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Development of Limerick’s 200 million euro ‘opera site’ to start in autumn

By August 26, 2020December 7th, 2021Site development

A long-awaited 200 million euro development of part of Limerick city center, described as the ‘site of the opera’, will start in the fall and create 3,000 jobs, which it is hoped , Will “launch” the economic recovery of the city.

The site was acquired by Limerick City Council in 2011 after the failure of a previous development plan during the economic crash of the mid-2000s, and was subsequently handed over to Limerick Twenty Thirty DAC – a development company established and owned by the board.

Building permit for the project was granted by An Bord Pleanála in February this year following an oral hearing.

Today’s announcement of the appointment of Cogent Associates, who oversaw the Central Bank and Google’s EMEA headquarters project, as project managers for the Opera site, is seen as an important step in starting development.


Limerick 2030 chief executive David Conway said the development “will unleash the most important and timely economic stimulus of modern times in the city, and allow Limerick to launch the economic recovery from Covid-19.”

The 3.7-acre “mixed-use” development is fully funded through loans primarily from the European Investment Bank and the European Development Bank’s Board – and is expected to be delivered over a six-year period.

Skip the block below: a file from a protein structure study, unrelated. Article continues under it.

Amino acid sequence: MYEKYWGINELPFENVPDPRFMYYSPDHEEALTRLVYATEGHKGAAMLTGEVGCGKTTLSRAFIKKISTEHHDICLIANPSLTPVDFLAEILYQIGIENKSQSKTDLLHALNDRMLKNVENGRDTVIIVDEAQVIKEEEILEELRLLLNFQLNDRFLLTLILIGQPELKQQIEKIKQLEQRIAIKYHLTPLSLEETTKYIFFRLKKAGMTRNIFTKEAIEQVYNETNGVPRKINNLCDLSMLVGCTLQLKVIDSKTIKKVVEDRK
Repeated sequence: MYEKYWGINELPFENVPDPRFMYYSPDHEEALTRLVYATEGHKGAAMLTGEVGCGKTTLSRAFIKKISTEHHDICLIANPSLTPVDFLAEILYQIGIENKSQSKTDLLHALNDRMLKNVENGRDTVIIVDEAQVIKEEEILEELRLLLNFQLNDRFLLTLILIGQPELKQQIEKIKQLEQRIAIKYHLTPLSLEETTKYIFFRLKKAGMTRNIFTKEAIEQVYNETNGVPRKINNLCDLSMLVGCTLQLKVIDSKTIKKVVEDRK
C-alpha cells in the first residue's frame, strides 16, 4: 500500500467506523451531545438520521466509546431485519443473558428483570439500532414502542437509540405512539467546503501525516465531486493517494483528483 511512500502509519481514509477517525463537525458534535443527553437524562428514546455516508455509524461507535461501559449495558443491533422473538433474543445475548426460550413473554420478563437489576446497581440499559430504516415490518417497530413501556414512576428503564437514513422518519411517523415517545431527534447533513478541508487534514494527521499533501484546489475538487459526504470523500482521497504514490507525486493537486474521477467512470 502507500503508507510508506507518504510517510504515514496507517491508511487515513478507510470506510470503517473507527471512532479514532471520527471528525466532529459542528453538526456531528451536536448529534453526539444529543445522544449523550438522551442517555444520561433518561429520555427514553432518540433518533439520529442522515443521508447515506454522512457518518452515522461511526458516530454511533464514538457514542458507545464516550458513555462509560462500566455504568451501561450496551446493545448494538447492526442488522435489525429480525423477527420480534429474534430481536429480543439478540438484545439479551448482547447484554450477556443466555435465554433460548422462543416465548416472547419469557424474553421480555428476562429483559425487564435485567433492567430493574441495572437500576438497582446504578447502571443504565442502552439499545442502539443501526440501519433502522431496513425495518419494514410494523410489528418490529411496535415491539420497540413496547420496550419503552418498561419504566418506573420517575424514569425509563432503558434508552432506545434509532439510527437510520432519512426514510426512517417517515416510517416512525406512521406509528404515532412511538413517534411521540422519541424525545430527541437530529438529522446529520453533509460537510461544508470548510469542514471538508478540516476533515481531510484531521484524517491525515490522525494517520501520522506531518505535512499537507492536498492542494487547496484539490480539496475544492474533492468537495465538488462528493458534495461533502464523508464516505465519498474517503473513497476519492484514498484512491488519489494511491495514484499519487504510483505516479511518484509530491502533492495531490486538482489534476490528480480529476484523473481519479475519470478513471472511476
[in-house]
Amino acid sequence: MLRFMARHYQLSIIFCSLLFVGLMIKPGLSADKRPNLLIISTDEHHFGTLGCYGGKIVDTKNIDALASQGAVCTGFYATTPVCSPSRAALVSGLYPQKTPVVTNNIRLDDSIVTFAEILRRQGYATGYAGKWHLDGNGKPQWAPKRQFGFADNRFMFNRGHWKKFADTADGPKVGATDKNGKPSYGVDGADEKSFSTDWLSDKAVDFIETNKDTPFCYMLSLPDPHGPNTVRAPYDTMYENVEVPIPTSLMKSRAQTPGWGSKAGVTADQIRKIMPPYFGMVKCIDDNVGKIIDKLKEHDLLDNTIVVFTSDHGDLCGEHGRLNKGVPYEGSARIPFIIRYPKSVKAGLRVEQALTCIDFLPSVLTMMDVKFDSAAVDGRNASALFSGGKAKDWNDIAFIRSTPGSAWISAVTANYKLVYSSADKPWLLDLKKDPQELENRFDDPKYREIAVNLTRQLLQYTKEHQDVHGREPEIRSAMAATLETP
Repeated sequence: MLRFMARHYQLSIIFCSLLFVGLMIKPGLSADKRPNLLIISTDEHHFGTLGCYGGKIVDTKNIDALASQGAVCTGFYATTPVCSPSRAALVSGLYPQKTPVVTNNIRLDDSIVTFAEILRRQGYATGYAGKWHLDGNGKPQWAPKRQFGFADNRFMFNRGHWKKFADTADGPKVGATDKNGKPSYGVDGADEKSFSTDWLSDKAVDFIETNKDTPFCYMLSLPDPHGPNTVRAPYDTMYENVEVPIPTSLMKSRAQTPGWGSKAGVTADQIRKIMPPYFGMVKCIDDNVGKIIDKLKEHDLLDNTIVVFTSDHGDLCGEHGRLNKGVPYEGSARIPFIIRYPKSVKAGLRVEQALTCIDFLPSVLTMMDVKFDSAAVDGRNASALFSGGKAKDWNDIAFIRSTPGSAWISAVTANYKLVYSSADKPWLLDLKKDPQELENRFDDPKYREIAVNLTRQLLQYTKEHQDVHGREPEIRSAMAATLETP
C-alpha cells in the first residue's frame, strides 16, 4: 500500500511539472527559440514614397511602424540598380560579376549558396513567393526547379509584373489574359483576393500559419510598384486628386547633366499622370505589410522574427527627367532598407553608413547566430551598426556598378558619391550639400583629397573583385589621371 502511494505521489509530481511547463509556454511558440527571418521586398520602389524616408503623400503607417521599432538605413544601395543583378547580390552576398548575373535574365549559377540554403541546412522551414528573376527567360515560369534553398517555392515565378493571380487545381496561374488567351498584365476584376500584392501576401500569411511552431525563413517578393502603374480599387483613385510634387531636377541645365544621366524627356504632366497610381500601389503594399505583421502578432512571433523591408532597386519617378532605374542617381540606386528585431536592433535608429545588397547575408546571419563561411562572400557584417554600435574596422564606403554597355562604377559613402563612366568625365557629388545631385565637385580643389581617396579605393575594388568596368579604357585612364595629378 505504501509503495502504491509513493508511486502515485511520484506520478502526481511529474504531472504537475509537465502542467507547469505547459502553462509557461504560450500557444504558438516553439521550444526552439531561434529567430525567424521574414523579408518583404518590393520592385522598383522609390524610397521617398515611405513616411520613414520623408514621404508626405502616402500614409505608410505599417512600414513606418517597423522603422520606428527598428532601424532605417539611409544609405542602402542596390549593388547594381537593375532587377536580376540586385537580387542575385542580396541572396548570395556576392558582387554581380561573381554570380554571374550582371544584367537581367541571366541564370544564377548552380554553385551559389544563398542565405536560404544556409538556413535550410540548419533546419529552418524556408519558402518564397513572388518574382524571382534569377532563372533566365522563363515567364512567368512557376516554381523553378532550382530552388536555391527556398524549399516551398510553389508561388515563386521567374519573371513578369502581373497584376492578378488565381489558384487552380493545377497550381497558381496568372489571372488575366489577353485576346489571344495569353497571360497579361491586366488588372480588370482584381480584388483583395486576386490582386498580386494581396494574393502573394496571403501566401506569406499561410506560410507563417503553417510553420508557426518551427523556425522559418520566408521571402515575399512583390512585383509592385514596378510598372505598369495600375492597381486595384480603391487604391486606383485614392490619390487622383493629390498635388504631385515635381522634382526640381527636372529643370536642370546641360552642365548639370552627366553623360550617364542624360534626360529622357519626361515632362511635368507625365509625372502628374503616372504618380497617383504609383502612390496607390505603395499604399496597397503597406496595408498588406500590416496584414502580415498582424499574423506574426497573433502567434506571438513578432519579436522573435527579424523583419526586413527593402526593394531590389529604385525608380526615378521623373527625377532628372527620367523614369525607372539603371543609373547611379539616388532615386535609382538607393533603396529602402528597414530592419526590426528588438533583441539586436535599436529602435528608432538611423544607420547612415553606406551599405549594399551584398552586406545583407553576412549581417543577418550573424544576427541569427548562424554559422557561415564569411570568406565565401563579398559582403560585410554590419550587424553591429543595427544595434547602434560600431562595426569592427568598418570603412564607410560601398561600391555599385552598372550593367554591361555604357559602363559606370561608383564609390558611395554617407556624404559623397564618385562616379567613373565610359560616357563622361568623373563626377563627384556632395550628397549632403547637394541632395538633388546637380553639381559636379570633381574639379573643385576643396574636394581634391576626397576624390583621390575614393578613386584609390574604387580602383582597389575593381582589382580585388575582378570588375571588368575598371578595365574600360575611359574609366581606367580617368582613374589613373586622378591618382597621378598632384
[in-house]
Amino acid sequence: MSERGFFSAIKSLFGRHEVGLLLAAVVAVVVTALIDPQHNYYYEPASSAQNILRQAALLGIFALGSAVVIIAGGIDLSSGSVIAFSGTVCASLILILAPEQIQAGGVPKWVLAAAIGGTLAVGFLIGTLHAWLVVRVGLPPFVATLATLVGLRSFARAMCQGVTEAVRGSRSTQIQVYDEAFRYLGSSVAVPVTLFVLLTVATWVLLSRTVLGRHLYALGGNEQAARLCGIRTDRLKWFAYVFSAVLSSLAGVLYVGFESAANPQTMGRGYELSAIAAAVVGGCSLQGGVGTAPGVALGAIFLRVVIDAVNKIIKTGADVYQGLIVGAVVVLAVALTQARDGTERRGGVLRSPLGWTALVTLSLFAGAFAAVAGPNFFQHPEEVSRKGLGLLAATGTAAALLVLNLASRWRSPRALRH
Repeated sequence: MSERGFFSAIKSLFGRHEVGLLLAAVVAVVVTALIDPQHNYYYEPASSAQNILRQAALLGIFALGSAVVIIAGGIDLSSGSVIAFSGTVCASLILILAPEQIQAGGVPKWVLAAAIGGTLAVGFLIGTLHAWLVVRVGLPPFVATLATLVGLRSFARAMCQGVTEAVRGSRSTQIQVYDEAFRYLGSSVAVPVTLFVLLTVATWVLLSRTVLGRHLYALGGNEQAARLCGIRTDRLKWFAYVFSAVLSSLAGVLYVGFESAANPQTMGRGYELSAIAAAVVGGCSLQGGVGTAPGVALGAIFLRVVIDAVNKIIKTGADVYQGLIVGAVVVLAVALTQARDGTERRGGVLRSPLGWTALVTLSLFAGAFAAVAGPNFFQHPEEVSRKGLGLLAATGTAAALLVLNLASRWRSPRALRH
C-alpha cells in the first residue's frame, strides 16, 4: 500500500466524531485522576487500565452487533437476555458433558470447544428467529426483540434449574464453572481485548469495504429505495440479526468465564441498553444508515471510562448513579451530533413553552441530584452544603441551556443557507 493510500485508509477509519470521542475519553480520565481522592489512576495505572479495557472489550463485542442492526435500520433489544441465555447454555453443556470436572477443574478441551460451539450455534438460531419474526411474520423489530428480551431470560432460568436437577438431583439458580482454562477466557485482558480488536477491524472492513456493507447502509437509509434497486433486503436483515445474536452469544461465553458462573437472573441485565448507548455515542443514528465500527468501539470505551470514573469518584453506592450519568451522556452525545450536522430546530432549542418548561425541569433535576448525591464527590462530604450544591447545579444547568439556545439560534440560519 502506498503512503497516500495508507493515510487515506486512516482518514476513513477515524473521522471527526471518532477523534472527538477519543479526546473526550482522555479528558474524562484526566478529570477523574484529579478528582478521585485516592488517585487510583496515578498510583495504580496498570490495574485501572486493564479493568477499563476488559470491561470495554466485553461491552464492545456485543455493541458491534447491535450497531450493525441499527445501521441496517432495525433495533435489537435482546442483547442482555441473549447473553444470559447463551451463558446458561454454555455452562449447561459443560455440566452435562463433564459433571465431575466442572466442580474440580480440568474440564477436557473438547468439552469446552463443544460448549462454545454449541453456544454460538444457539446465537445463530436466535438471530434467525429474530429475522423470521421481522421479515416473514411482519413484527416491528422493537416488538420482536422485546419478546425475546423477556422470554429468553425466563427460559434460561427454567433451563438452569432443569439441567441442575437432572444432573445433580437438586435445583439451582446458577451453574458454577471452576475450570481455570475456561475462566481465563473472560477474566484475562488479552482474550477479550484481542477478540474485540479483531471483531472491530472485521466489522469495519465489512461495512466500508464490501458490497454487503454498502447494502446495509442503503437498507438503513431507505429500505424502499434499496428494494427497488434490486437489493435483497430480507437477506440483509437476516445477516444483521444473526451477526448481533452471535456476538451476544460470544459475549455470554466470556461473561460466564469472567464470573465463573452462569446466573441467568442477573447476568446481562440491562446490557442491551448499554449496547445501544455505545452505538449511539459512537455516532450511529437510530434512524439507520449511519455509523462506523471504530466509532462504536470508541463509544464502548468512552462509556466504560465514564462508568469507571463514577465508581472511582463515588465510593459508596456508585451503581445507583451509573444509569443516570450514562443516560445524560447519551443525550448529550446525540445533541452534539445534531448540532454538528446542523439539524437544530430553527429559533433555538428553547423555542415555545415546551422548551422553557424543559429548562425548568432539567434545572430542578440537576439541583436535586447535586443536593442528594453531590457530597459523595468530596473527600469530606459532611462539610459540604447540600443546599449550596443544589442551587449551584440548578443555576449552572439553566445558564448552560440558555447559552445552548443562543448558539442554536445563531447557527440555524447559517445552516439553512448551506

It is hoped that the massive development, which will include a new public square with pedestrian links to the city, will make Limerick an attractive location for businesses leaving the UK due to Brexit.

The site was valued at over 100 million euros at the height of the boom, but the city council bought it for 12 million euros in 2011 following the economic crash.

Cogent Associates CEO Kevin James said: “. . . Not only is the opera house of enormous importance to Limerick, but because of what it will do for the regional economy in the Midwest, it will have national significance. This is a “key” development in line with the government’s plans for the reconstruction of Ireland by 2040. ”